I just adore your idea of "full voting rights."
 

OpnCoronet

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It is not a question of 'ownership' it is a matter of membership. Any state is an integral part of the Union, with all the rights and Obligations possessed by all other states of that same Union. As noted above, the 'state' in this particular context is an inanimate construct, it, of its own volition can do nothing.
 

Independence

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What I'm saying is exactly what I said. What you said is nothing like what I said. Read it again.


Read it again.


Why does every disagreement with you quickly degenerate into red-baiting?


The legislative bodies from which they voluntarily withdrew themselves. If they chose to withdraw, then they do not get to set the terms under which they will be allowed back in.


I know you would. However, when you lose a war, you don't get to set the terms.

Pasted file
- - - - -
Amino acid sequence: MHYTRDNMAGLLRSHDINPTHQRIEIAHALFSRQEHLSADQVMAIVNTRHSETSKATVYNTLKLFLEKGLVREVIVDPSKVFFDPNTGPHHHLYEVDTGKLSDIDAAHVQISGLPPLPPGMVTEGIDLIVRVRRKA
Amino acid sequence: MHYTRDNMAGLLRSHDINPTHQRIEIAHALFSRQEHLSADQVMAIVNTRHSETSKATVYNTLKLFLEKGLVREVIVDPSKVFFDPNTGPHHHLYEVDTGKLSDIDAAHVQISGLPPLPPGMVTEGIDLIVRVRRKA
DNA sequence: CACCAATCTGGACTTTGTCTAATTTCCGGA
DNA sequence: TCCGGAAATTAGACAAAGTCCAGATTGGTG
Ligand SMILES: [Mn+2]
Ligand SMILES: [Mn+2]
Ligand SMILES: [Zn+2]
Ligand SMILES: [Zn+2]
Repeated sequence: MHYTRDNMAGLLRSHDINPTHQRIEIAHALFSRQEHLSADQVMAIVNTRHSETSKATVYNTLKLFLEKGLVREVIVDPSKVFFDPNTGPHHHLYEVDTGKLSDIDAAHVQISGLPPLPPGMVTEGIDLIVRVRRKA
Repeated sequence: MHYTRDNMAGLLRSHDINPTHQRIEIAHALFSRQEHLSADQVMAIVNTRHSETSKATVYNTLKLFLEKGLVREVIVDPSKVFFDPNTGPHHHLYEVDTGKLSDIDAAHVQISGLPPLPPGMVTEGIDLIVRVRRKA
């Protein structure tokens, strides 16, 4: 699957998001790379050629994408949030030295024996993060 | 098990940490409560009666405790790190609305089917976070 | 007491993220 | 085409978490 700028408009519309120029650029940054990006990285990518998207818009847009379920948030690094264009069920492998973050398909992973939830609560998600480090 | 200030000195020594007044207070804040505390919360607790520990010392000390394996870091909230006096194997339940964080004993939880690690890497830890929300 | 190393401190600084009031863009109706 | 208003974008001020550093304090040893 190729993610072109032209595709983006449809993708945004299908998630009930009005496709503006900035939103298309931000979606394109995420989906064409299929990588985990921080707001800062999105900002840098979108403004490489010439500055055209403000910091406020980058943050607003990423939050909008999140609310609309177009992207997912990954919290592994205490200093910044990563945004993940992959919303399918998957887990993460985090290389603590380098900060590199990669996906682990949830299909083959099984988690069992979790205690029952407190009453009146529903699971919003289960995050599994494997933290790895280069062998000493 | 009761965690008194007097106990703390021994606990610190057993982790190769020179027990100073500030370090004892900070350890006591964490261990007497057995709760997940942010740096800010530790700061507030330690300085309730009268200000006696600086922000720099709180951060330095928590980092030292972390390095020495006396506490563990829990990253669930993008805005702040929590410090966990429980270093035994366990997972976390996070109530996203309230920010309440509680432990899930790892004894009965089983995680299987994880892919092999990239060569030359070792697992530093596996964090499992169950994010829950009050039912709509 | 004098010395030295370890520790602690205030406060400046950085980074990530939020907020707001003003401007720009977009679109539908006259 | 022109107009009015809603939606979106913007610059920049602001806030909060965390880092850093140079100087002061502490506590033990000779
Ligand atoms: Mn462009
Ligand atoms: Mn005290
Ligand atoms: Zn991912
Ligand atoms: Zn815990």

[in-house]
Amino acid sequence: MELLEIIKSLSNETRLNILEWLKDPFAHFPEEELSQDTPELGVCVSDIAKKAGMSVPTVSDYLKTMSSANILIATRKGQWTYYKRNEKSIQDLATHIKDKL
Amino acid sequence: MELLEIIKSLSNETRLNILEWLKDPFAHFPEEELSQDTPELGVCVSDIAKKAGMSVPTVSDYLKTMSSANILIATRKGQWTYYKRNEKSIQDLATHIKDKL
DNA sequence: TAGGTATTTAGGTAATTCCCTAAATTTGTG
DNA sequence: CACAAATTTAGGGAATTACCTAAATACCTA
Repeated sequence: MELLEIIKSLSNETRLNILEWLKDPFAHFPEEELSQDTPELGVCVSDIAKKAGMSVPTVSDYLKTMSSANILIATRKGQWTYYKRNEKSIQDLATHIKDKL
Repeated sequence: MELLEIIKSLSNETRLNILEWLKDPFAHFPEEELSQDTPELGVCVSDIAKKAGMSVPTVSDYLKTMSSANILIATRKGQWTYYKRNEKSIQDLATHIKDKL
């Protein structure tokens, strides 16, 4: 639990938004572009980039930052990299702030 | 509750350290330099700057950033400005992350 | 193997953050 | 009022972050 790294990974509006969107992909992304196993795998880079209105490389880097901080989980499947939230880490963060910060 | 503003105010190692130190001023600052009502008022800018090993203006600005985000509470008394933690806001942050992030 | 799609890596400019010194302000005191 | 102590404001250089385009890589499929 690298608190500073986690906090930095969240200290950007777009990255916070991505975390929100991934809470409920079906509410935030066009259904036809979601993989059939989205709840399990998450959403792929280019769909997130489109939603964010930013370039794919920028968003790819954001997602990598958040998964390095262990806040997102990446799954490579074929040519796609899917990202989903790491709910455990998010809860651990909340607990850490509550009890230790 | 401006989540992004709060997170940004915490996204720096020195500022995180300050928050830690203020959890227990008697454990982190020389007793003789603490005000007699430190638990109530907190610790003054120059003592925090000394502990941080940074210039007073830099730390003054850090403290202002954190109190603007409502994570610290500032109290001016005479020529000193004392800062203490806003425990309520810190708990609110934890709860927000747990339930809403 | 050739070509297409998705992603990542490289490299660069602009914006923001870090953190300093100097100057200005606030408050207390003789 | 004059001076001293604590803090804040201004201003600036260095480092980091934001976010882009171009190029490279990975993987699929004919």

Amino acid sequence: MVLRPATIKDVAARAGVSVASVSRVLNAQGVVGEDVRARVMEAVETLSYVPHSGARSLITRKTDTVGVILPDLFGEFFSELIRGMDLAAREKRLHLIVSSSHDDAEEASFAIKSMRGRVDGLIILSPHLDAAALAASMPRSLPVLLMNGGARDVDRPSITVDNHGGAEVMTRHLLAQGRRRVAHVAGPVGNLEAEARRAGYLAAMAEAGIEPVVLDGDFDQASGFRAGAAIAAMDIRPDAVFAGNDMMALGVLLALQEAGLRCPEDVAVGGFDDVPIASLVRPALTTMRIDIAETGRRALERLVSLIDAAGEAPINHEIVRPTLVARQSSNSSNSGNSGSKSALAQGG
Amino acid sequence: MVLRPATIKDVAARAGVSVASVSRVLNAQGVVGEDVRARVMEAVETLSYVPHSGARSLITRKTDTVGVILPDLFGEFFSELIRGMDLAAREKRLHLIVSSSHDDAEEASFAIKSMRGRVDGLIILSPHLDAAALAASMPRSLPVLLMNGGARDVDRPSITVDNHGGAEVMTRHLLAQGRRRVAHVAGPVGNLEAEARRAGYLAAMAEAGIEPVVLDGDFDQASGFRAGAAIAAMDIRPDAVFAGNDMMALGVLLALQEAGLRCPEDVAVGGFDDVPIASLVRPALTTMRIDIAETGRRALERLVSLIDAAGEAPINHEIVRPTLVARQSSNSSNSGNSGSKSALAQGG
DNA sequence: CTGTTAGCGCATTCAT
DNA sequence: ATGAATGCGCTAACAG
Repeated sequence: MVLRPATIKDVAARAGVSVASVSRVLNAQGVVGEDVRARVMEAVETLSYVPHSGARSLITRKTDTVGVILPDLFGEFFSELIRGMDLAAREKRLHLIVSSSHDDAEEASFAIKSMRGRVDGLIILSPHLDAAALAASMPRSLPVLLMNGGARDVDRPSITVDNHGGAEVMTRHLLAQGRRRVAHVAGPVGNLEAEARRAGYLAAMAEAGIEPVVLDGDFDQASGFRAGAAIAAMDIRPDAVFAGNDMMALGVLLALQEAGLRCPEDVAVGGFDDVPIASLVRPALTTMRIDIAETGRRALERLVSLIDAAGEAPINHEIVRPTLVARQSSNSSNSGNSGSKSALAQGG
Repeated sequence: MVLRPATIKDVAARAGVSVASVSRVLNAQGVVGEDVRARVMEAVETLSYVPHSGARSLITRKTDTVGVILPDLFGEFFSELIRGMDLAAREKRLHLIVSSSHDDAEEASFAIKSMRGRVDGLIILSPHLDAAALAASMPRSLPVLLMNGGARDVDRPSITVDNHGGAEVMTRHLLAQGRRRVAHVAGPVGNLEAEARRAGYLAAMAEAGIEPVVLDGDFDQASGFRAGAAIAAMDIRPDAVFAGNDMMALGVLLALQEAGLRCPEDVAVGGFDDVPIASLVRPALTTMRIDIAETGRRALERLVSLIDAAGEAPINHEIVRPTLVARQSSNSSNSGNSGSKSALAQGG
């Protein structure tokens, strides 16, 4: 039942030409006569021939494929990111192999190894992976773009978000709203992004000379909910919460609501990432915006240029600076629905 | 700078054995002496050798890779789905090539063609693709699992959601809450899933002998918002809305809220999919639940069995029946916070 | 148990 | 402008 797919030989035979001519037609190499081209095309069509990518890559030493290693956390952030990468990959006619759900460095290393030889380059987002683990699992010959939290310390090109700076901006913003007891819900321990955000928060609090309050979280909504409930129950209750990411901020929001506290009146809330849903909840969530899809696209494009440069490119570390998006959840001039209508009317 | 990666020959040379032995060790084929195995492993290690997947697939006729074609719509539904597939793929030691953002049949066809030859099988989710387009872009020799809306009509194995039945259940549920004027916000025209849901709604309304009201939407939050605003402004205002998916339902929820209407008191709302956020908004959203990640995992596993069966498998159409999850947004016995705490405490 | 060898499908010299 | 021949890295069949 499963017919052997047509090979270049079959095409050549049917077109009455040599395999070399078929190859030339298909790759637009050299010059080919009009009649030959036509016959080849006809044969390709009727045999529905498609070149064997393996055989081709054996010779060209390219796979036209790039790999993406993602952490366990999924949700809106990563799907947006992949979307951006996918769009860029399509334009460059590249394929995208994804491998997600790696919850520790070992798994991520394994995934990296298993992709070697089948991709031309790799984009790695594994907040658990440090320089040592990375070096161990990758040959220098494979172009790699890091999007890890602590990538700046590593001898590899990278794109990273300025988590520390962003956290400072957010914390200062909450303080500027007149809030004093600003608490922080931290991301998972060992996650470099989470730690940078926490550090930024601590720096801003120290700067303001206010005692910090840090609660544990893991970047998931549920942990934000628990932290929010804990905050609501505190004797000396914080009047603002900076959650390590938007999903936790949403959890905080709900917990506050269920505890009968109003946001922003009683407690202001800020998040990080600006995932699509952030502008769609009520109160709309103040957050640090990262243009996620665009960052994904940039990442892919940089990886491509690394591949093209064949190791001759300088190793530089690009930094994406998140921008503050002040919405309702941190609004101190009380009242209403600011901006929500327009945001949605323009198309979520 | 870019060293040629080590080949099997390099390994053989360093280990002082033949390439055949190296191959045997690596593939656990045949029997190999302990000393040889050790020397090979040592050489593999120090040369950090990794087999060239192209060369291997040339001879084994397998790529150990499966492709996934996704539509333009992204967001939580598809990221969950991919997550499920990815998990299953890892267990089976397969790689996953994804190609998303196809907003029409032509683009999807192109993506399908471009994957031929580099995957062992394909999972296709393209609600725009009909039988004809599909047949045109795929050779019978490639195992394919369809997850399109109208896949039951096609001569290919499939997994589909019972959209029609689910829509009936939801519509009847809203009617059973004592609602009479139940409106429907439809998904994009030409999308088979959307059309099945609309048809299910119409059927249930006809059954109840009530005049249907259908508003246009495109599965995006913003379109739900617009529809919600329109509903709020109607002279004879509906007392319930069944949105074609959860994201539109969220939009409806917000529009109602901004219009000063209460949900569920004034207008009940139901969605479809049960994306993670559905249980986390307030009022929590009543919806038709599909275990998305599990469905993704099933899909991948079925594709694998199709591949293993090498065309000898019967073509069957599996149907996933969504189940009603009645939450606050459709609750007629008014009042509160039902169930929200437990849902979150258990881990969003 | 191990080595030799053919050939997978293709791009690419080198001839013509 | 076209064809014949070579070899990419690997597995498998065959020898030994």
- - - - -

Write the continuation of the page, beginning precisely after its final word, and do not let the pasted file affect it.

I just adore your idea of "full voting rights."
I did, you said a State is an area of land. You stated in the northern view the States never left the union.What that appers to me is to say the union owns all as in the soviet system,don't blame me for the similarities.

The legislative withdrawl,were they not equals at the time of withdrawl? How did the north aquire an overequal share to dictate to the others?

Terms? but T v W said they had never left,so there could be no terms for readmission.

Voting rights? Who would you suggest? 9 year olds?They were, after all,citizens. The insane? Who? We are talking about 1869, you know?
 
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K Hale